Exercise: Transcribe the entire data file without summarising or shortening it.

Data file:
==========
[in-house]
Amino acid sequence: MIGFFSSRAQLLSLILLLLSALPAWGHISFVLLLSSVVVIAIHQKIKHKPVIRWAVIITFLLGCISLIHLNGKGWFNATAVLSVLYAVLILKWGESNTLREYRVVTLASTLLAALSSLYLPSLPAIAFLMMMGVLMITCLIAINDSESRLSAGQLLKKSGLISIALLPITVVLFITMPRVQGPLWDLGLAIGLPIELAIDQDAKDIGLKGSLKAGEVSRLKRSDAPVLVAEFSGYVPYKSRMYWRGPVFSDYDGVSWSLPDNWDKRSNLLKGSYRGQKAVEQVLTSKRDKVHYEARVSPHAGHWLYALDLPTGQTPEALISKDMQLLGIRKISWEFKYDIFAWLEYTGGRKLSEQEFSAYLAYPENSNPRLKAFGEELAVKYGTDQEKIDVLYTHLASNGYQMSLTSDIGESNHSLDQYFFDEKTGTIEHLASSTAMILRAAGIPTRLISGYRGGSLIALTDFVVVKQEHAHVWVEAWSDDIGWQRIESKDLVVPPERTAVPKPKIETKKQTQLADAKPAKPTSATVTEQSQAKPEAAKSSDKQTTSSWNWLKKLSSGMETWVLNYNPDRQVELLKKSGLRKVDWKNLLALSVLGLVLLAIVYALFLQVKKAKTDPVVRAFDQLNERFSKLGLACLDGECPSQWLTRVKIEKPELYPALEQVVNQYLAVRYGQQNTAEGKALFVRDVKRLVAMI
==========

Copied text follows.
[in-house]
Amino acid sequence: MIGFFSSRAQLLSLILLLLSALPAWGHISFVLLLSSVVVIAIHQKIKHKPVIRWAVIITFLLGCISLIHLNGKGWFNATAVLSVLYAVLILKWGESNTLREYRVVTLASTLLAALSSLYLPSLPAIAFLMMMGVLMITCLIAINDSESRLSAGQLLKKSGLISIALLPITVVLFITMPRVQGPLWDLGLAIGLPIELAIDQDAKDIGLKGSLKAGEVSRLKRSDAPVLVAEFSGYVPYKSRMYWRGPVFSDYDGVSWSLPDNWDKRSNLLKGSYRGQKAVEQVLTSKRDKVHYEARVSPHAGHWLYALDLPTGQTPEALISKDMQLLGIRKISWEFKYDIFAWLEYTGGRKLSEQEFSAYLAYPENSNPRLKAFGEELAVKYGTDQEKIDVLYTHLASNGYQMSLTSDIGESNHSLDQYFFDEKTGTIEHLASSTAMILRAAGIPTRLISGYRGGSLIALTDFVVVKQEHAHVWVEAWSDDIGWQRIESKDLVVPPERTAVPKPKIETKKQTQLADAKPAKPTSATVTEQSQAKPEAAKSSDKQTTSSWNWLKKLSSGMETWVLNYNPDRQVELLKKSGLRKVDWKNLLALSVLGLVLLAIVYALFLQVKKAKTDPVVRAFDQLNERFSKLGLACLDGECPSQWLTRVKIEKPELYPALEQVVNQYLAVRYGQQNTAEGKALFVRDVKRLVAMI